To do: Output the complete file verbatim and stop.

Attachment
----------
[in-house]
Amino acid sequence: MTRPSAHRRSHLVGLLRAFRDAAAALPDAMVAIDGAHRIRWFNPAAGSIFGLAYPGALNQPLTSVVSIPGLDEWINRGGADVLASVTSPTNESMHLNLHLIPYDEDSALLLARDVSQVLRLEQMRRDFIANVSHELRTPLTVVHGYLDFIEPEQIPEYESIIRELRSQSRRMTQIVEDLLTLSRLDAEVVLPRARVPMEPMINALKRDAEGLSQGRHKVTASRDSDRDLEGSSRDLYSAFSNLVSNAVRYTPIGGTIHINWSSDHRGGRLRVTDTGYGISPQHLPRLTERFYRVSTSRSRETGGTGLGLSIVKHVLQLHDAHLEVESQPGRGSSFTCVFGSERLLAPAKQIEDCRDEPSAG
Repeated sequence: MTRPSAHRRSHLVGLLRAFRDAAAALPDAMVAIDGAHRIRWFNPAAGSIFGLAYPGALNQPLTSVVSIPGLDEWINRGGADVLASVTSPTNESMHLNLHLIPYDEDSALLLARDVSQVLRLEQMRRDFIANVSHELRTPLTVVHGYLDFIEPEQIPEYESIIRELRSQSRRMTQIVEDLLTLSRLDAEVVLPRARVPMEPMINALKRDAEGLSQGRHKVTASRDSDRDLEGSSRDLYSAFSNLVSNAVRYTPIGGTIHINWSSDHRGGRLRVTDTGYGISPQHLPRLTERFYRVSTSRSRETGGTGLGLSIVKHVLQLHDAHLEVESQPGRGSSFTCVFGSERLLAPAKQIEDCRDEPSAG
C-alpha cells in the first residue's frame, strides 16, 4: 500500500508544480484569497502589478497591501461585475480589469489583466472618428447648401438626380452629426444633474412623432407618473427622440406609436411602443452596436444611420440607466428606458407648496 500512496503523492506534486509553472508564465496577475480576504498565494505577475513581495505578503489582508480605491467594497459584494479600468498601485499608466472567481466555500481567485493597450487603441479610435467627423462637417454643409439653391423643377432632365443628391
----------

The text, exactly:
[in-house]
Amino acid sequence: MTRPSAHRRSHLVGLLRAFRDAAAALPDAMVAIDGAHRIRWFNPAAGSIFGLAYPGALNQPLTSVVSIPGLDEWINRGGADVLASVTSPTNESMHLNLHLIPYDEDSALLLARDVSQVLRLEQMRRDFIANVSHELRTPLTVVHGYLDFIEPEQIPEYESIIRELRSQSRRMTQIVEDLLTLSRLDAEVVLPRARVPMEPMINALKRDAEGLSQGRHKVTASRDSDRDLEGSSRDLYSAFSNLVSNAVRYTPIGGTIHINWSSDHRGGRLRVTDTGYGISPQHLPRLTERFYRVSTSRSRETGGTGLGLSIVKHVLQLHDAHLEVESQPGRGSSFTCVFGSERLLAPAKQIEDCRDEPSAG
Repeated sequence: MTRPSAHRRSHLVGLLRAFRDAAAALPDAMVAIDGAHRIRWFNPAAGSIFGLAYPGALNQPLTSVVSIPGLDEWINRGGADVLASVTSPTNESMHLNLHLIPYDEDSALLLARDVSQVLRLEQMRRDFIANVSHELRTPLTVVHGYLDFIEPEQIPEYESIIRELRSQSRRMTQIVEDLLTLSRLDAEVVLPRARVPMEPMINALKRDAEGLSQGRHKVTASRDSDRDLEGSSRDLYSAFSNLVSNAVRYTPIGGTIHINWSSDHRGGRLRVTDTGYGISPQHLPRLTERFYRVSTSRSRETGGTGLGLSIVKHVLQLHDAHLEVESQPGRGSSFTCVFGSERLLAPAKQIEDCRDEPSAG
C-alpha cells in the first residue's frame, strides 16, 4: 500500500508544480484569497502589478497591501461585475480589469489583466472618428447648401438626380452629426444633474412623432407618473427622440406609436411602443452596436444611420440607466428606458407648496 500512496503523492506534486509553472508564465496577475480576504498565494505577475513581495505578503489582508480605491467594497459584494479600468498601485499608466472567481466555500481567485493597450487603441479610435467627423462637417454643409439653391423643377432632365443628391